Medical Transcriptions – a trip through a city

Medical Transcriptions – a trip through a city
Americans always hear about outsourcing, and it makes people upset.  Why are “our” jobs going overseas.  It is because companies can’t find qualified people “here” that will be reliable about doing the work for a reasonable price, or even for an unreasonable price.  There is a labor shortage here in America.
But, it is hard for people to imagine in real life what outsourcing operations really look like.  I remember a comedy video on one of our late night television shows.  An American needed tech support for his computer and wanted to go to the source. The American got on a plane with his computer and  flew to Hyderabad. He got in a rick shaw, saw people going down the street in bicycles, ox driven carts, cars, buses, etc.  There was pollution everywhere.. Finally, after a long drive down a filthy and congested road, there was a beautiful modern looking office building.  Our American friend walked in the building, went up the stairs, and met a nice Indian girl who helped him fix his problem.  The technical support session took only ten minutes, and the problem was solved.  I believe he likes the girl and asks her to lunch, and she politely declines.  It was a fun video. If the man had been more educated on Indian culture, he would have asked the girl’s mother for permission to marry the girl and THEN asked the girl to have lunch with him. There is an order to these things in India.
I remember taking a long rick shaw ride down small roads on my way to a medical transcription and software programming house. One road had pot holes riddling the road for two blocks.  The rick shaw went all the way around each one and had to grind to a stop several times. The last several minutes of the trip included a trip past a block that was vacant and completely covered with garbage.  I can’t believe that people live next to this filth, but they do.  After that, we got into an affluent residential neighborhood.  There was a young man around 18 years old washing the bosses car.  He washed the car every day and got chai for everyone.  250 rupees later, I had reached my destination.  I went up the stairs that were spattered with drops of paint.  I guess that it is against the law in Tamil Nadu to use a drop cloth, and painting the leaves of the trees is customary there too. The room was filled with nicely dressed ladies wearing selwar kurtas, and a few young men. They worked in crampt conditions in a nice room with 10 foot high ceilings — all glued to their computers typing away.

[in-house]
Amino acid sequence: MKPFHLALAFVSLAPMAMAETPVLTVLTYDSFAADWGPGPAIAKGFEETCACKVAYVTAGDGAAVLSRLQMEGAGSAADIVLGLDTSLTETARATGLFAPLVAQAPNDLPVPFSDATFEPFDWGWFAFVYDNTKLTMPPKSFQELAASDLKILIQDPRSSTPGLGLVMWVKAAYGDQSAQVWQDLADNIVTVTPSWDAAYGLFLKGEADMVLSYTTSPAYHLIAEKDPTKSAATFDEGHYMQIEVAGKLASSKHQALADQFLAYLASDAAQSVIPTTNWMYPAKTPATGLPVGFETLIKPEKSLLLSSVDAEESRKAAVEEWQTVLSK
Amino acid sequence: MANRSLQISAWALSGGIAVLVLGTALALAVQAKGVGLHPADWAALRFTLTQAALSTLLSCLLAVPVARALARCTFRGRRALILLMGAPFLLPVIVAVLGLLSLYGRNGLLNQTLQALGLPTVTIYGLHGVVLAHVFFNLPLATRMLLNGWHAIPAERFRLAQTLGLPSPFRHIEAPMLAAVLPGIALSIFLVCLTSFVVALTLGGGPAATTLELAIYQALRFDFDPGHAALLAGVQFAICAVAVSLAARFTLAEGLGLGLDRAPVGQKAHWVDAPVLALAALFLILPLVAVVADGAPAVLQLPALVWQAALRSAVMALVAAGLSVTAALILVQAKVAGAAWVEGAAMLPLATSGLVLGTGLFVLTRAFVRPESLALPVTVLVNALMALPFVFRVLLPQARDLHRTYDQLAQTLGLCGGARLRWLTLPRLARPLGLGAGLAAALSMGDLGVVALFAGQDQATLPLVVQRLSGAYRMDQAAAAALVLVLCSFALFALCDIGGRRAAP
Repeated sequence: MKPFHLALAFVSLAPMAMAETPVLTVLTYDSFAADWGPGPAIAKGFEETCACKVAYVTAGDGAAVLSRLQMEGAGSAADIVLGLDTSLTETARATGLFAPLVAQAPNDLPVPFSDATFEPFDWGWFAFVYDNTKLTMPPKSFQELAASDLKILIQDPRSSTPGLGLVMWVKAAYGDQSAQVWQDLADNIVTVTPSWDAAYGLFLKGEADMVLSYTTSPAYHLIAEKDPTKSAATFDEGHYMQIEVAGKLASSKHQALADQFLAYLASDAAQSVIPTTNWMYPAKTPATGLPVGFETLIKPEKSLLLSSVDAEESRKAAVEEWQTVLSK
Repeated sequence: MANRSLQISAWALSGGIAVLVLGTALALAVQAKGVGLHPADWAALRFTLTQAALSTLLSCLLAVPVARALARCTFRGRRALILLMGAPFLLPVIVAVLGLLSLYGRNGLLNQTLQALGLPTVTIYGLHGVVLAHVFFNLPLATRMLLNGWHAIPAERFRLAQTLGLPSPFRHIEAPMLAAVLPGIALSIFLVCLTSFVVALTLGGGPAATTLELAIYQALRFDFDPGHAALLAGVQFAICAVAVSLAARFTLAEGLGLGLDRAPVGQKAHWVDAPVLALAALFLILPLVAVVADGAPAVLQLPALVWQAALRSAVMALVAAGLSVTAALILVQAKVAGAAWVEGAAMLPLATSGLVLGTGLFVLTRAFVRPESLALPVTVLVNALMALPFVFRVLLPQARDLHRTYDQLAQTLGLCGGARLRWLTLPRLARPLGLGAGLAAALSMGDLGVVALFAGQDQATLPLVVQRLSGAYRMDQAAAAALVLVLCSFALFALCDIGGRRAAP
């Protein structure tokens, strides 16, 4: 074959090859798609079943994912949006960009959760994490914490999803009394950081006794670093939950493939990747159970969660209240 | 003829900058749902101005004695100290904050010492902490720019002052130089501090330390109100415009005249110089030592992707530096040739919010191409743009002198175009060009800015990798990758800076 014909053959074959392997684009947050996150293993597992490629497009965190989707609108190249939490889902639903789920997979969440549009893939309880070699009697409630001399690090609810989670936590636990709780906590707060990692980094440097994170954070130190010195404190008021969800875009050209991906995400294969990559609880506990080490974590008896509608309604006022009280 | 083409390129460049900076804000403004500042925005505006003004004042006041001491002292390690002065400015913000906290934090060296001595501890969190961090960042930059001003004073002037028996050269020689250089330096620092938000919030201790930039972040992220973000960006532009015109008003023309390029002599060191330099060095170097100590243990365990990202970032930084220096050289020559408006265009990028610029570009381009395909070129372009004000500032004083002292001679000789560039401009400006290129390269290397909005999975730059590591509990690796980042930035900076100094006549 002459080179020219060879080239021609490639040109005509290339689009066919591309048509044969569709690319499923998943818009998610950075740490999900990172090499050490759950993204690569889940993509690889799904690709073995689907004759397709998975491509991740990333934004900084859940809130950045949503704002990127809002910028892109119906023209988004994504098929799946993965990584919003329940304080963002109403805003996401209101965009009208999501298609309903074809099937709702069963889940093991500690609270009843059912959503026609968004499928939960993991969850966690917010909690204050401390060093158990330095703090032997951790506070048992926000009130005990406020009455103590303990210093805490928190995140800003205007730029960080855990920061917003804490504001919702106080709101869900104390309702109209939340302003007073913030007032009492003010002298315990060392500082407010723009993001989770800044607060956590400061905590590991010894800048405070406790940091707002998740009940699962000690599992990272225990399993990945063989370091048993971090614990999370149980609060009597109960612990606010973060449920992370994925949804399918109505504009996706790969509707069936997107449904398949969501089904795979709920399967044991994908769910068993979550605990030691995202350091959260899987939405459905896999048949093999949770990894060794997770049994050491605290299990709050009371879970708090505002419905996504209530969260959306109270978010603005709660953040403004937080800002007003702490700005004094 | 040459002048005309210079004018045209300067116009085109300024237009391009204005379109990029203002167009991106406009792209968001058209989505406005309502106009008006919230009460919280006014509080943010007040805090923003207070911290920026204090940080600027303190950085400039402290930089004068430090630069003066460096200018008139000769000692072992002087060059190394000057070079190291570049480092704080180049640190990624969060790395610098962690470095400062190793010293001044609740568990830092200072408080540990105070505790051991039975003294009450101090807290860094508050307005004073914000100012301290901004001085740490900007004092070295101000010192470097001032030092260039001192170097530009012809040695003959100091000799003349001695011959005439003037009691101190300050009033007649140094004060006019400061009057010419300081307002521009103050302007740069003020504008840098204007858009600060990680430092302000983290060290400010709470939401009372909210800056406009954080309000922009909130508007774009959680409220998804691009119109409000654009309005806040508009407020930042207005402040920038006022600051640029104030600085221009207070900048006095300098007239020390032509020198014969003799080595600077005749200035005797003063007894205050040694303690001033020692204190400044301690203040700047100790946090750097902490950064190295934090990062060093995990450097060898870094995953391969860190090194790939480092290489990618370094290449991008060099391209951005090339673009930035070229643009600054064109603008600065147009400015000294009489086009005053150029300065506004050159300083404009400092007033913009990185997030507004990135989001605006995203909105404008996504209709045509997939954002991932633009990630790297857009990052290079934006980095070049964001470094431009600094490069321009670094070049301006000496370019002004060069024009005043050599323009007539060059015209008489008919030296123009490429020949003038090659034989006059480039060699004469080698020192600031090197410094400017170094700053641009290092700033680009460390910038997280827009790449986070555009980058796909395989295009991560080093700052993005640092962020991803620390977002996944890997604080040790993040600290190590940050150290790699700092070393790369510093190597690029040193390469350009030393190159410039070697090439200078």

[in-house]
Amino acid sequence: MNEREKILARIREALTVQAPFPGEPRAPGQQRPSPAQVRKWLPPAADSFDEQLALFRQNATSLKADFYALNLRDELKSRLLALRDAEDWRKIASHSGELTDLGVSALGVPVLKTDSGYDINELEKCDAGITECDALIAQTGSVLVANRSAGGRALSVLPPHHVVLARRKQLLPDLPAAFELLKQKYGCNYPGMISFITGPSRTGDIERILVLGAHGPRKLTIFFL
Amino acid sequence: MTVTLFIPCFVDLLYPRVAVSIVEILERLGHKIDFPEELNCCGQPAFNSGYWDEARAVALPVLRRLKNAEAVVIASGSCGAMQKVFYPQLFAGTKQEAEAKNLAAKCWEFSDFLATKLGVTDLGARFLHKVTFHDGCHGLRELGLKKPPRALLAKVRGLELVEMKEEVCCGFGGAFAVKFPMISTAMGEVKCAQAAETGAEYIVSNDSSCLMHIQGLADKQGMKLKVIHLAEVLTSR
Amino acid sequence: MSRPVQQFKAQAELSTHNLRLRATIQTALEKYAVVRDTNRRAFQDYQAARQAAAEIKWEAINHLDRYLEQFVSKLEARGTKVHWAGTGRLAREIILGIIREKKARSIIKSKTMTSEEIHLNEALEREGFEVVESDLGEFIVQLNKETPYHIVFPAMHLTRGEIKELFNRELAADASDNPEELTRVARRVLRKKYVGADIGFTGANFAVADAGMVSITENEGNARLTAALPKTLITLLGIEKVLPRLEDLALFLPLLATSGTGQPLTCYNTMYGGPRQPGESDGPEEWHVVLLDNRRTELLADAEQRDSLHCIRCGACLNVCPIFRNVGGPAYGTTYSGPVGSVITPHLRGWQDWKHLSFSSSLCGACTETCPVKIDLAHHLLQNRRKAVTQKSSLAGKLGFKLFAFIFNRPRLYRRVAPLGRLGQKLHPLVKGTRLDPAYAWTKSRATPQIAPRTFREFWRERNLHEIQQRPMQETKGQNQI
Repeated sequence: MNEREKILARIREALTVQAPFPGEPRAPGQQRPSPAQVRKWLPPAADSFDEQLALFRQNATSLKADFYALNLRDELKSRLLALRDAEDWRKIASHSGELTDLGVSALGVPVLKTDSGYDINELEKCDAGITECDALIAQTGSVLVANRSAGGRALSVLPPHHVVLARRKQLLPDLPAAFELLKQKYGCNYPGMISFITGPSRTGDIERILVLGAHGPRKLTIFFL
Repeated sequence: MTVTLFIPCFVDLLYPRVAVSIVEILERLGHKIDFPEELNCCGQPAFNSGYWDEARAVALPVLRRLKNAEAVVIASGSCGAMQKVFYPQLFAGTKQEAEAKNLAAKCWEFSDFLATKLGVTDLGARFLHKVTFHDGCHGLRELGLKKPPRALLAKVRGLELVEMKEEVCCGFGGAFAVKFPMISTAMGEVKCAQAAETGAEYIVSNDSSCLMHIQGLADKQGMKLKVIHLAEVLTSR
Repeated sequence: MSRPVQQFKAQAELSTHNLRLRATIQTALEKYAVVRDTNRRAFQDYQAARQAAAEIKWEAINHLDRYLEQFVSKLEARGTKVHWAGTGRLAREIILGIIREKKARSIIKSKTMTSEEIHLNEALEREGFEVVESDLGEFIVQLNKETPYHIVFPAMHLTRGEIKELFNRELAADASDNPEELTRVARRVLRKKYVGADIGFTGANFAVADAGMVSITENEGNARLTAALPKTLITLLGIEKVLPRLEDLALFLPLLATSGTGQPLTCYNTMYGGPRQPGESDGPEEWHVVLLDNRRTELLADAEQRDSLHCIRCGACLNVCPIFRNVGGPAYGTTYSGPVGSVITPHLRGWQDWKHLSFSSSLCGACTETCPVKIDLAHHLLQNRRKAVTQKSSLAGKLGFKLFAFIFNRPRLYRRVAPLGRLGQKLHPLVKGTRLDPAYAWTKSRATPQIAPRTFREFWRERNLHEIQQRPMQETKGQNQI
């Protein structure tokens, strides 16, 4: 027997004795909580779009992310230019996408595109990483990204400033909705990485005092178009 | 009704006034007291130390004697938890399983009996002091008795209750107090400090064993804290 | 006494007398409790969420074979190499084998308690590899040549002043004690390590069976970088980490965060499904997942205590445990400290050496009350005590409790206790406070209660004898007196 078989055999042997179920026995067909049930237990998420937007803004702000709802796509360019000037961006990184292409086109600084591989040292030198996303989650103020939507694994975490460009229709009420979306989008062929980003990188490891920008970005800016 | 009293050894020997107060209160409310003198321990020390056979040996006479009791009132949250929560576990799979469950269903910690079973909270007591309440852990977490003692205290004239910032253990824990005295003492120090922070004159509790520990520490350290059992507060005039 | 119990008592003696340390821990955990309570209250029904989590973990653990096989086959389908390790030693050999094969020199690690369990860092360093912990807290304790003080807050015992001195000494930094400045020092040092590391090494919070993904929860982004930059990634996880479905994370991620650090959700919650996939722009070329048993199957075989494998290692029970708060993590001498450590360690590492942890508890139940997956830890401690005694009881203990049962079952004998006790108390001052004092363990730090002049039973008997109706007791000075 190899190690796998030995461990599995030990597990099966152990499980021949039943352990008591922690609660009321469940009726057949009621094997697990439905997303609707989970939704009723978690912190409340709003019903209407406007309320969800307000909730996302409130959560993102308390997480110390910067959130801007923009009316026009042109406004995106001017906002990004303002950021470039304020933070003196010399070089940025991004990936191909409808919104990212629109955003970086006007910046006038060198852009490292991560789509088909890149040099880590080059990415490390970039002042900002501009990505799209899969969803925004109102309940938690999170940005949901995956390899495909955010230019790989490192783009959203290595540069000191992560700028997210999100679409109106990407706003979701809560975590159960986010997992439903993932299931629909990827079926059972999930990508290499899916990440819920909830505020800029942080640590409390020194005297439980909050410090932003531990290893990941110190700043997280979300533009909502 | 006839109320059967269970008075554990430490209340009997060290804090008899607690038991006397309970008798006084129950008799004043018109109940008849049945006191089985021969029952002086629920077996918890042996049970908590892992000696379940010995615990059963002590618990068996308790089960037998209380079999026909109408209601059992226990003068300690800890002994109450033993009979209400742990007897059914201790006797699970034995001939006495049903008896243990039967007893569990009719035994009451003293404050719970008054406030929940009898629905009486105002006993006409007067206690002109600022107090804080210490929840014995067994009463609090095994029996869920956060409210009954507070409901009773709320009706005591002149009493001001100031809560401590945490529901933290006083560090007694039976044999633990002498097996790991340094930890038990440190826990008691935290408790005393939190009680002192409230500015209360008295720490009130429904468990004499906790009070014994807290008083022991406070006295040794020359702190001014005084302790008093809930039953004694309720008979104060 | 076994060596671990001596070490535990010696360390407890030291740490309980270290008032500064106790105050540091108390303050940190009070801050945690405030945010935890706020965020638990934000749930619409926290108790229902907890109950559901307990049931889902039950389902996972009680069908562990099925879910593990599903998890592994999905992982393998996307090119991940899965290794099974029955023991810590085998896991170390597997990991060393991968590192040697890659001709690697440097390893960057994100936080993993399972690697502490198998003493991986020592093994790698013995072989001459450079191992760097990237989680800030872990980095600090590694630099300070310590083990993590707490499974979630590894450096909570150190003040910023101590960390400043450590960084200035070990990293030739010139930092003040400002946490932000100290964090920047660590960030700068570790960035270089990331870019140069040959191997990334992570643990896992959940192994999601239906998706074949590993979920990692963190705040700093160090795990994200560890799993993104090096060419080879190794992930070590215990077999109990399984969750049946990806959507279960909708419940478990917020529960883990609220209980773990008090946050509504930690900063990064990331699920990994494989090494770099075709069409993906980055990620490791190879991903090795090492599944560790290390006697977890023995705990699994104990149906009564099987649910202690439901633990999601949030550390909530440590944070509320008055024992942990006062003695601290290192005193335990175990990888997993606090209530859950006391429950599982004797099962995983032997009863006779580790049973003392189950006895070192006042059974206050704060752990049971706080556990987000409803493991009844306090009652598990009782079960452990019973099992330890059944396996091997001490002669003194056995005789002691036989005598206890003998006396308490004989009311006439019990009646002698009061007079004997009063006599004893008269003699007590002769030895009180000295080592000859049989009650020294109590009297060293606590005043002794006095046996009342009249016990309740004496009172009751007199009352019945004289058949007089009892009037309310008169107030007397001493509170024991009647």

All I can say is that I am glad I don’t do Medical Transcriptions in India, or anything else there.  I like clean air, and I like having my space.  I have my own room to work in and peace and quiet. On the other hand, I am happy that India is moving up in the world and getting lots of Medical Transcription outsourcing jobs from various sources.

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